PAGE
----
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Perception of Musical Timbre by Cochlear Implant Listeners: A Multidimensional Scaling Study

Macherey, Olivier1,2; Delpierre, Alexia3

doi: 10.1097/AUD.0b013e31827535f8
Research Articles

Objectives: Several studies have shown that the ability to identify the timbre of musical instruments is reduced in cochlear implant (CI) users compared with normal-hearing (NH) listeners. However, most of these studies have focused on tasks that require specific musical knowledge. In contrast, the present study investigates the perception of timbre by CI subjects using a multidimensional scaling (MDS) paradigm. The main objective was to investigate whether CI subjects use the same cues as NH listeners do to differentiate the timbre of musical instruments.

Design: Three groups of 10 NH subjects and one group of 10 CI subjects were asked to make dissimilarity judgments between pairs of instrumental sounds. The stimuli were 16 synthetic instrument tones spanning a wide range of instrument families. All sounds had the same fundamental frequency (261 Hz) and were balanced in loudness and in perceived duration before the experiment. One group of NH subjects listened to unprocessed stimuli. The other two groups of NH subjects listened to the same stimuli passed through a four-channel or an eight-channel noise vocoder, designed to simulate the signal processing performed by a real CI. Subjects were presented with all possible combinations of pairs of instruments and had to estimate, for each pair, the amount of dissimilarity between the two sounds. These estimates were used to construct dissimilarity matrices, which were further analyzed using an MDS model. The model output gave, for each subject group, an optimal graphical representation of the perceptual distances between stimuli (the so-called “timbre space”).

Results: For all groups, the first two dimensions of the timbre space were strikingly similar and correlated strongly with the logarithm of the attack time and with the center of gravity of the spectral envelope, respectively. The acoustic correlate of the third dimension differed across groups but only accounted for a small proportion of the variance explained by the MDS solution. Surprisingly, CI subjects and NH subjects listening to noise-vocoded simulations gave relatively more weight to the spectral envelope dimension and less weight to the attack-time dimension when making their judgments than NH subjects listening to unprocessed stimuli. One possible reason for the relatively higher salience of spectral envelope cues in real and simulated CIs may be that the degradation of local fine spectral details produced a more stable spectral envelope across the stimulus duration.

Conclusions: The internal representation of musical timbre for isolated musical instrument sounds was found to be similar in NH and in CI listeners. This suggests that training procedures designed to improve timbre recognition in CIs will indeed train CI subjects to use the same cues as NH listeners. Furthermore, NH subjects listening to noise-vocoded sounds appear to be a good model of CI timbre perception as they show the same first two perceptual dimensions as CI subjects do and also exhibit a similar change in perceptual weights applied to these two dimensions. This last finding validates the use of simulations to evaluate and compare training procedures to improve timbre perception in CIs.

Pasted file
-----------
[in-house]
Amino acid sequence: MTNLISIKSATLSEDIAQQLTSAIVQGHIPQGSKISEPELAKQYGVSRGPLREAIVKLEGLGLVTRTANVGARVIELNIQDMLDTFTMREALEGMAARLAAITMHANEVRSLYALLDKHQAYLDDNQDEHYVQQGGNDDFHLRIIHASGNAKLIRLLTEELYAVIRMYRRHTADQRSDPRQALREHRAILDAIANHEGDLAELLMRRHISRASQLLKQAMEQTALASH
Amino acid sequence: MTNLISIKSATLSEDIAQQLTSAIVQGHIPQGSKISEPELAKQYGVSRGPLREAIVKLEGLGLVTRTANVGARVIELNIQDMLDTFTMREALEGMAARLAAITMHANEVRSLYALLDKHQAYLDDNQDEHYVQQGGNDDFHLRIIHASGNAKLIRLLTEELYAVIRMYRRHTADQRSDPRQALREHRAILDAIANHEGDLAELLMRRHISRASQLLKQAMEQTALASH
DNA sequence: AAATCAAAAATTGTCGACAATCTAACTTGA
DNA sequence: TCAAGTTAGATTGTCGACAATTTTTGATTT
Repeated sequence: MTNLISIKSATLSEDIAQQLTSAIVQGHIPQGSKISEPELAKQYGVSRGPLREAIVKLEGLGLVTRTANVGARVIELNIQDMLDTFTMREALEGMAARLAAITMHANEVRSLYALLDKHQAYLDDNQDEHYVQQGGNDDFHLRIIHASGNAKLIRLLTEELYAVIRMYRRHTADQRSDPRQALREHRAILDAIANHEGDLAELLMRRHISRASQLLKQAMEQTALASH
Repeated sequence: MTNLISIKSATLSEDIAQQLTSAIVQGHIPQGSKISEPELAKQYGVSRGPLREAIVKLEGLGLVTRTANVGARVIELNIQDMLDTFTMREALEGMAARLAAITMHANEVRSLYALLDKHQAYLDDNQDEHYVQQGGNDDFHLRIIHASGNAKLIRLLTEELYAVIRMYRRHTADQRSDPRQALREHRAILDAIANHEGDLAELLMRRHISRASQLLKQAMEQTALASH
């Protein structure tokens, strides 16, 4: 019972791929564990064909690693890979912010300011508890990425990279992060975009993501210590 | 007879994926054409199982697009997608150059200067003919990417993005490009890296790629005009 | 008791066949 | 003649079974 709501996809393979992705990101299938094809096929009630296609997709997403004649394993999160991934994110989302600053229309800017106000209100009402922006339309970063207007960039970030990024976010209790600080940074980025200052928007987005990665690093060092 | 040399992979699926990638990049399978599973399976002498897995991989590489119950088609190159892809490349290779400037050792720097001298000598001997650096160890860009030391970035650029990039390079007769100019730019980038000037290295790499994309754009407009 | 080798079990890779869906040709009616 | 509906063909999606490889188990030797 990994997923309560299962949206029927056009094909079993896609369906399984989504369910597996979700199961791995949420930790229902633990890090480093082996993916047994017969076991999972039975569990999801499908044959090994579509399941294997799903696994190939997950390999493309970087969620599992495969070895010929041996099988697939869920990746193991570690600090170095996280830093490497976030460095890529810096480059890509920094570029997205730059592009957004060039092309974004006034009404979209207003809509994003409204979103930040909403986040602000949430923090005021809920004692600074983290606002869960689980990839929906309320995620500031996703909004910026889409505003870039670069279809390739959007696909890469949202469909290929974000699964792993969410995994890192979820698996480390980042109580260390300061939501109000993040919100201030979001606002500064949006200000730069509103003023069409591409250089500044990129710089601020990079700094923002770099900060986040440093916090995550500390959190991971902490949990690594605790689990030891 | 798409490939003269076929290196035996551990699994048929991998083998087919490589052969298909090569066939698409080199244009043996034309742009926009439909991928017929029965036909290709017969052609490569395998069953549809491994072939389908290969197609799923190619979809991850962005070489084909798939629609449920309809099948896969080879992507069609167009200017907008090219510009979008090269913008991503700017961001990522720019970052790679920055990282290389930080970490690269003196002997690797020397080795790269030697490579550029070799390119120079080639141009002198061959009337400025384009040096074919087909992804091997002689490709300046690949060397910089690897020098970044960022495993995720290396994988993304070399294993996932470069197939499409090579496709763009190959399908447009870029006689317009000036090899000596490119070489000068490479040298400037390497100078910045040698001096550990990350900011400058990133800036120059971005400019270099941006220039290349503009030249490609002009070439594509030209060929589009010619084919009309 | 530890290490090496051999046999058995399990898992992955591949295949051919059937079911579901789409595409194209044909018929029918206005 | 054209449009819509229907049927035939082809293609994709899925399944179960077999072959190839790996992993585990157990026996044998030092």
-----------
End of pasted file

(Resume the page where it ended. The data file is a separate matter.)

This study aimed to investigate the cues that cochlear implant subjects use to differentiate musical instruments based on their timbre. Several groups of subjects, including cochlear implant (CI) and normal-hearing (NH) listeners, were asked to rate the dissimilarity of pairs of synthesized instrument sounds. These dissimilarities were analyzed using a multidimensional scaling model that produced a geometrical representation of the internal timbre space as perceived by the subjects. The results showed very similar timbre spaces for both CI and NH subjects. This finding validates the use of training procedures for musical timbre perception in CIs.

1Medical Research Council Cognition and Brain Sciences Unit, Cambridge, United Kingdom; 2Laboratoire de Mécanique et d’Acoustique, Centre National de la Recherche Scientifique, Aix-Marseille University, Centrale Marseille, France; and 3Service de Neurophysiologie de l’audition, CHU Brugmann, Bruxelles, Belgium.

ACKNOWLEDGMENTS: The authors thank the ExpORL Lab in Leuven, Belgium, for their help with the calibration of the sound delivery system, and Mitsuko Aramaki for helpful discussions.

This study was partly supported by a grant (#080216) from Wellcome Trust (to R.P. Carlyon under which O.M. was employed).

O.M. is funded by the French national research agency (ANR grant pdoc “DAIMA”).

The authors declare no conflicts of interest.

Address for correspondence: Olivier Macherey, Laboratoire de Mécanique et d’Acoustique, 31 Chemin Joseph Aiguier, 13402 Marseille Cedex 20, France. E-mail: macherey@lma.cnrs-mrs.fr

Received January 26, 2012

Accepted September 19, 2012

© 2013 by Lippincott Williams & Wilkins